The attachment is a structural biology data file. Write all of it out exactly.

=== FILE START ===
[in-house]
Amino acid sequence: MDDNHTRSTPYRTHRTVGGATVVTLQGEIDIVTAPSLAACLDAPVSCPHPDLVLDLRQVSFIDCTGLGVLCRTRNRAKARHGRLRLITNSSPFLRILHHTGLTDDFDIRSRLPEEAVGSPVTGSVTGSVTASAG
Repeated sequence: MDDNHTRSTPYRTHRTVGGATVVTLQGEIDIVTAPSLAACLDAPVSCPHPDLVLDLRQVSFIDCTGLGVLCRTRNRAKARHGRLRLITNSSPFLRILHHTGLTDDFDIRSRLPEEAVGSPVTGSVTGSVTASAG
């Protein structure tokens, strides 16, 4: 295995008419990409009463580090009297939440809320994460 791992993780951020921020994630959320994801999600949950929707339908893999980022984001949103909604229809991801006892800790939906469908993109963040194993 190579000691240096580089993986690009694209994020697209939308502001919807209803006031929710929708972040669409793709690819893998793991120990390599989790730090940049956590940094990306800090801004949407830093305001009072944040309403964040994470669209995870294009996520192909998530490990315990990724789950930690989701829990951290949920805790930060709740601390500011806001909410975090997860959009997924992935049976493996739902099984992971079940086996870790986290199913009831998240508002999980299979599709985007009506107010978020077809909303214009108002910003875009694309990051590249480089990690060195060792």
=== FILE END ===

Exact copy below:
[in-house]
Amino acid sequence: MDDNHTRSTPYRTHRTVGGATVVTLQGEIDIVTAPSLAACLDAPVSCPHPDLVLDLRQVSFIDCTGLGVLCRTRNRAKARHGRLRLITNSSPFLRILHHTGLTDDFDIRSRLPEEAVGSPVTGSVTGSVTASAG
Repeated sequence: MDDNHTRSTPYRTHRTVGGATVVTLQGEIDIVTAPSLAACLDAPVSCPHPDLVLDLRQVSFIDCTGLGVLCRTRNRAKARHGRLRLITNSSPFLRILHHTGLTDDFDIRSRLPEEAVGSPVTGSVTGSVTASAG
């Protein structure tokens, strides 16, 4: 295995008419990409009463580090009297939440809320994460 791992993780951020921020994630959320994801999600949950929707339908893999980022984001949103909604229809991801006892800790939906469908993109963040194993 190579000691240096580089993986690009694209994020697209939308502001919807209803006031929710929708972040669409793709690819893998793991120990390599989790730090940049956590940094990306800090801004949407830093305001009072944040309403964040994470669209995870294009996520192909998530490990315990990724789950930690989701829990951290949920805790930060709740601390500011806001909410975090997860959009997924992935049976493996739902099984992971079940086996870790986290199913009831998240508002999980299979599709985007009506107010978020077809909303214009108002910003875009694309990051590249480089990690060195060792």